Monthly Archives: November 2017

Wednesday Weed – Japanese Aralia

Every Wednesday, I hope to find a new ‘weed’ to investigate. My only criterion will be that I will not have deliberately planted the subject of our inquiry. Who knows what we will find…..

Japanese Aralia(Fatsia japonica)

Dear Readers, as I walked home  through Muswell Hill on a cold Sunday morning, I was surprised to hear the sound of buzzing, and to see not one but three bumblebees feeding from these sputnik-shaped flowers. Japanese aralia is an exotic, but as more and more bumblebee nests are surviving the winter it has become a valuable source of nectar and pollen. A  glance at the flowers put me in mind of ivy, which is not surprising as both are members of the Araliaceae family, and there is at least one hybrid between  this plant and an ivy.

Fruit of Japanese Aralia

The genus name ‘Fatsia’ comes from an old Japanese word for ‘eight’, and if you look at the leaves you’ll see that they usually have eight ‘fingers’ (though they can have seven, or nine). As you might guess from this, the plant is native to southern Japan and South Korea. The Japanese name for the plant is ‘Yatsude’, meaning ‘eight-hand’. Whatever the number of lobes, the leaves are evergreen, shiny, and rather attractive. However, as you can see in the photo below, even evergreens may have an ‘autumn’, when older leaves turn yellow and drop off – I have a viburnum in a pot which did this this year, to my horror. However, it’s now doing well, so I can breathe again.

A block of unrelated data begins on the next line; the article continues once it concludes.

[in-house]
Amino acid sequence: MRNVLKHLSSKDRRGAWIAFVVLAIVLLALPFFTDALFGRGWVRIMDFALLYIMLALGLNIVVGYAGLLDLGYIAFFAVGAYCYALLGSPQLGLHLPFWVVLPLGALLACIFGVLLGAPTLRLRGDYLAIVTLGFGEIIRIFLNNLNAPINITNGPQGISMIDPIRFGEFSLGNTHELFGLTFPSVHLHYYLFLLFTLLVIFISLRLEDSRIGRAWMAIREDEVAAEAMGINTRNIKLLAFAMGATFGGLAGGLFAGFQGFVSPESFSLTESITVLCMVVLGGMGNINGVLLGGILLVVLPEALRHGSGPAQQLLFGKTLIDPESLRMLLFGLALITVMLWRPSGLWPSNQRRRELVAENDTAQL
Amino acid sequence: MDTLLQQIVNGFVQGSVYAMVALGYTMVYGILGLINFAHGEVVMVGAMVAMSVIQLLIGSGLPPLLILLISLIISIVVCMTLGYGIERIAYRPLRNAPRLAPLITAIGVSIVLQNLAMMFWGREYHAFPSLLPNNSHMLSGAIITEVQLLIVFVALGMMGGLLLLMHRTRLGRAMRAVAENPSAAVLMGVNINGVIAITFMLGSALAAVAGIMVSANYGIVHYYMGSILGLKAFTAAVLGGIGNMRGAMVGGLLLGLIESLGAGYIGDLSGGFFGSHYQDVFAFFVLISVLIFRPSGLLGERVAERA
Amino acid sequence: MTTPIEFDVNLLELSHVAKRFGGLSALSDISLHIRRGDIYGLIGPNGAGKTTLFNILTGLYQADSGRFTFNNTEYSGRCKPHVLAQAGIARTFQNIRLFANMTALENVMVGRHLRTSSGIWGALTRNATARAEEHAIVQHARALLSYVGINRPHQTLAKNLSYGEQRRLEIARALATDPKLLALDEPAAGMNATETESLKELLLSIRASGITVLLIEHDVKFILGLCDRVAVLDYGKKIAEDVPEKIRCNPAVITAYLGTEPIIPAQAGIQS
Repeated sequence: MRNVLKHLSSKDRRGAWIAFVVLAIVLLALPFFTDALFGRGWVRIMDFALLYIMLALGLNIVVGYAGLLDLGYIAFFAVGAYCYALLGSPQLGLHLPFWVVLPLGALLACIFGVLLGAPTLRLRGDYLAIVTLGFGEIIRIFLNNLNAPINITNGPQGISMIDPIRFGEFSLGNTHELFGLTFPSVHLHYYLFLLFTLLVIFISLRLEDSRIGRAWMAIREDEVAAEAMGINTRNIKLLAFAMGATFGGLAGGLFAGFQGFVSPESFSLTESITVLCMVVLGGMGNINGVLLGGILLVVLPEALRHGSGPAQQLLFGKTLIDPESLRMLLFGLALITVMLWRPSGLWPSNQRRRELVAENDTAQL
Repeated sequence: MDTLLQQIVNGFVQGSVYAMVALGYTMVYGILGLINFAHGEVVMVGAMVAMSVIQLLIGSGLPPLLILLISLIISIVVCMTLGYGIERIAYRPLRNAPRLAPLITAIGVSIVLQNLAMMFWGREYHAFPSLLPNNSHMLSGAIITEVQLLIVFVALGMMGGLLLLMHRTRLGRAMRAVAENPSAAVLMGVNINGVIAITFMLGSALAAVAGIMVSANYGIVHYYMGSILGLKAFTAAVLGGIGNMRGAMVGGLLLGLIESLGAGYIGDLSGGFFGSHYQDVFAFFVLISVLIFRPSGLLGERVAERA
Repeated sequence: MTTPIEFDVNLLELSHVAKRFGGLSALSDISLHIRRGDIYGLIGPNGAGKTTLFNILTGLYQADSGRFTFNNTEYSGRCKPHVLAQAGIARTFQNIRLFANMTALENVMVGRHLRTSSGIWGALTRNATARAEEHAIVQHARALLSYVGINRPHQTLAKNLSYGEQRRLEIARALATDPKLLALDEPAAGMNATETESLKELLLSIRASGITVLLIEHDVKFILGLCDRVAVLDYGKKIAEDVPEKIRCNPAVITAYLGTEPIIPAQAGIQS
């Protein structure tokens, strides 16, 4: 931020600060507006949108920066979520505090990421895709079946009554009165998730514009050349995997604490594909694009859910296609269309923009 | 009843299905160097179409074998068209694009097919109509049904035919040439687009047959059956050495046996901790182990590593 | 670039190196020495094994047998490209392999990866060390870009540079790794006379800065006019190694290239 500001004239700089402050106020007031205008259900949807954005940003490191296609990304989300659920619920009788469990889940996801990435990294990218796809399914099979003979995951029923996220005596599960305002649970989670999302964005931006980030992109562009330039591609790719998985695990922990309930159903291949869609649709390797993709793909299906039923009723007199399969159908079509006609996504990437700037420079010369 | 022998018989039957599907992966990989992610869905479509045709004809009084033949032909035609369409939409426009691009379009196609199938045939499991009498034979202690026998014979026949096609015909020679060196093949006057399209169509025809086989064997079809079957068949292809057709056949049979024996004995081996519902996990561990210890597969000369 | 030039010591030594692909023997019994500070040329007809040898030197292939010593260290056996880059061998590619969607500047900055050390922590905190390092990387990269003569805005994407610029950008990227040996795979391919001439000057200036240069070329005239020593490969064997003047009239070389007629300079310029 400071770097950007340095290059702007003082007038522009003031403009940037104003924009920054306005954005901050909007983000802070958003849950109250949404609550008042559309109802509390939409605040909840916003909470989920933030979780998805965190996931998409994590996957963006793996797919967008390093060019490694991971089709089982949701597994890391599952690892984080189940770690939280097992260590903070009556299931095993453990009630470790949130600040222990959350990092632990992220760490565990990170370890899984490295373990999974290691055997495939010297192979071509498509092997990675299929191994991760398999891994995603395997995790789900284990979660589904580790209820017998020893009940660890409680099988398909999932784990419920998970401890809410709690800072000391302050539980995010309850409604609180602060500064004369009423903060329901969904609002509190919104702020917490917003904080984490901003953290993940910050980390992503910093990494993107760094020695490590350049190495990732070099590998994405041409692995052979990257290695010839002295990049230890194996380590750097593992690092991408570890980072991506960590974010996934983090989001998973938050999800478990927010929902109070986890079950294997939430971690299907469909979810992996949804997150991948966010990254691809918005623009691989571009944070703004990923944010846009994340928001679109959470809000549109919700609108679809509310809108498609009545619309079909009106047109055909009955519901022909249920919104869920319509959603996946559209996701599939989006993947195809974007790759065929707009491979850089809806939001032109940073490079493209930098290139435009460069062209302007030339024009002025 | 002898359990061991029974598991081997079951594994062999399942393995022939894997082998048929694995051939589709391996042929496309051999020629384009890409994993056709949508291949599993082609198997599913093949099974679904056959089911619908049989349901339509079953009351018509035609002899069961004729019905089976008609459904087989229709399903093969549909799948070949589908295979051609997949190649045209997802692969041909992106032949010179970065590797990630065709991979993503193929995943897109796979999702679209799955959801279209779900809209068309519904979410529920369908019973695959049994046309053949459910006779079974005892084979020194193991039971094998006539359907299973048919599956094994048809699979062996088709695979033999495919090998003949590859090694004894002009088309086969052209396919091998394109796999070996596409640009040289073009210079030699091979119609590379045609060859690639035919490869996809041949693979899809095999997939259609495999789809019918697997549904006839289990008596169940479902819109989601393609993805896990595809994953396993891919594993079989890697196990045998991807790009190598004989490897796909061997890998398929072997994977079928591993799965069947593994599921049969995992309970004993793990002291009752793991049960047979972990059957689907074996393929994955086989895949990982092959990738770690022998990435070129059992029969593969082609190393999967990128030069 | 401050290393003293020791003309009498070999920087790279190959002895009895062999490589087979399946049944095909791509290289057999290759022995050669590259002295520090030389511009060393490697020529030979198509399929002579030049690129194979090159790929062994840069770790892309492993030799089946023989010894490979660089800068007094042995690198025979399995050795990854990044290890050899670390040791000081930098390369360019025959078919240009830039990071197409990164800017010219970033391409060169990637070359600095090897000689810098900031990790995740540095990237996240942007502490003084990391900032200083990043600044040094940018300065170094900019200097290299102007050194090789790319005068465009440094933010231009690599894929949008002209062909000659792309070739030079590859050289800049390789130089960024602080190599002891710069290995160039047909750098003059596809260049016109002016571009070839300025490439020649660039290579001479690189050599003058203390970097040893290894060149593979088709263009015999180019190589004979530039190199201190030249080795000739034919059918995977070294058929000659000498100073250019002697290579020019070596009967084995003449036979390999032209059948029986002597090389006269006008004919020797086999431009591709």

A Fatsia leaf (one of the eight lobes is hidden, honest!)

Japanese aralia is a great plant for shady conditions and heavy soils, and so it should be a shoo-in for my north-facing, claggy-soiled garden, if only I had a bit more room. However, I have a very dark side-return which is currently home to potted camellias, a daphne and a climbing hydrangea, so maybe I will find a spot for one here (they’re hardy down to -14 degrees, so hopefully that should be ok). I am somewhat tempted by this new variety, though in my experience you’re often better off with the old faithfuls.

Fatsia japonica 'Spiders Web'